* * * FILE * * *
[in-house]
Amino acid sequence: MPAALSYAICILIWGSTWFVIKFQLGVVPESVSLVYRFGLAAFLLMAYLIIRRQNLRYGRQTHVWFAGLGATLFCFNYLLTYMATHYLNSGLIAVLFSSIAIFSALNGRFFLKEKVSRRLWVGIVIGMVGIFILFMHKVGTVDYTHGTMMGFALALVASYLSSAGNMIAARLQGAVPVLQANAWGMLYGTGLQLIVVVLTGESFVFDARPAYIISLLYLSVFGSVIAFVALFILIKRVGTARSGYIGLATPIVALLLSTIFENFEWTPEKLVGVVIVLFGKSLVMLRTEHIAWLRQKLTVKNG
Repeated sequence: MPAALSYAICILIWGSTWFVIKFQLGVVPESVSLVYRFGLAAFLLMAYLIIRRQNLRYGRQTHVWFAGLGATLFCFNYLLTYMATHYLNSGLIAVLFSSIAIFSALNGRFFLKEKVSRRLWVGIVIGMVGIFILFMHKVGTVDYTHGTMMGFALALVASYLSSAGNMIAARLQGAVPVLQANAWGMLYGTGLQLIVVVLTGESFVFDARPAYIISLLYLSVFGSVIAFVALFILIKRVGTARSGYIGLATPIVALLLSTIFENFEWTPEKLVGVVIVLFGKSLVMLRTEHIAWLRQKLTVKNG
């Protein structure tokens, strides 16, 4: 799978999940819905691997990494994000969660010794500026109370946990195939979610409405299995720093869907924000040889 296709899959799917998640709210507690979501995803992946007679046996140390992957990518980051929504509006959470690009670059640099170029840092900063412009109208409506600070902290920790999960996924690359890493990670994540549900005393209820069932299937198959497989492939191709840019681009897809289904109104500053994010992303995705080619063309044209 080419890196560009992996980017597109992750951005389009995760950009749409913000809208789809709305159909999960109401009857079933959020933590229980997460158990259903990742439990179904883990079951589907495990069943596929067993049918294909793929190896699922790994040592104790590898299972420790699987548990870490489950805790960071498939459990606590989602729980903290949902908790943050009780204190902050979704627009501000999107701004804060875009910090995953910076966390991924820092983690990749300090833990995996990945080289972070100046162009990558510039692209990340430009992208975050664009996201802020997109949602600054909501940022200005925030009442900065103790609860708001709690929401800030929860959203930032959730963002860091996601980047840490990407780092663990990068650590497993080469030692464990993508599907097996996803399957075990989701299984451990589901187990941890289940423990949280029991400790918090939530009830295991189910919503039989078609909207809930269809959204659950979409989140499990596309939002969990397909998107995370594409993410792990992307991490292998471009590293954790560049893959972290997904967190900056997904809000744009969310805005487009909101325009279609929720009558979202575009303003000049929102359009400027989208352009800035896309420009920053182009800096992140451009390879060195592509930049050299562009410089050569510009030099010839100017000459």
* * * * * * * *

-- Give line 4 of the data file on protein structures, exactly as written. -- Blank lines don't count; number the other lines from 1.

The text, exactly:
């Protein structure tokens, strides 16, 4: 799978999940819905691997990494994000969660010794500026109370946990195939979610409405299995720093869907924000040889 296709899959799917998640709210507690979501995803992946007679046996140390992957990518980051929504509006959470690009670059640099170029840092900063412009109208409506600070902290920790999960996924690359890493990670994540549900005393209820069932299937198959497989492939191709840019681009897809289904109104500053994010992303995705080619063309044209 080419890196560009992996980017597109992750951005389009995760950009749409913000809208789809709305159909999960109401009857079933959020933590229980997460158990259903990742439990179904883990079951589907495990069943596929067993049918294909793929190896699922790994040592104790590898299972420790699987548990870490489950805790960071498939459990606590989602729980903290949902908790943050009780204190902050979704627009501000999107701004804060875009910090995953910076966390991924820092983690990749300090833990995996990945080289972070100046162009990558510039692209990340430009992208975050664009996201802020997109949602600054909501940022200005925030009442900065103790609860708001709690929401800030929860959203930032959730963002860091996601980047840490990407780092663990990068650590497993080469030692464990993508599907097996996803399957075990989701299984451990589901187990941890289940423990949280029991400790918090939530009830295991189910919503039989078609909207809930269809959204659950979409989140499990596309939002969990397909998107995370594409993410792990992307991490292998471009590293954790560049893959972290997904967190900056997904809000744009969310805005487009909101325009279609929720009558979202575009303003000049929102359009400027989208352009800035896309420009920053182009800096992140451009390879060195592509930049050299562009410089050569510009030099010839100017000459």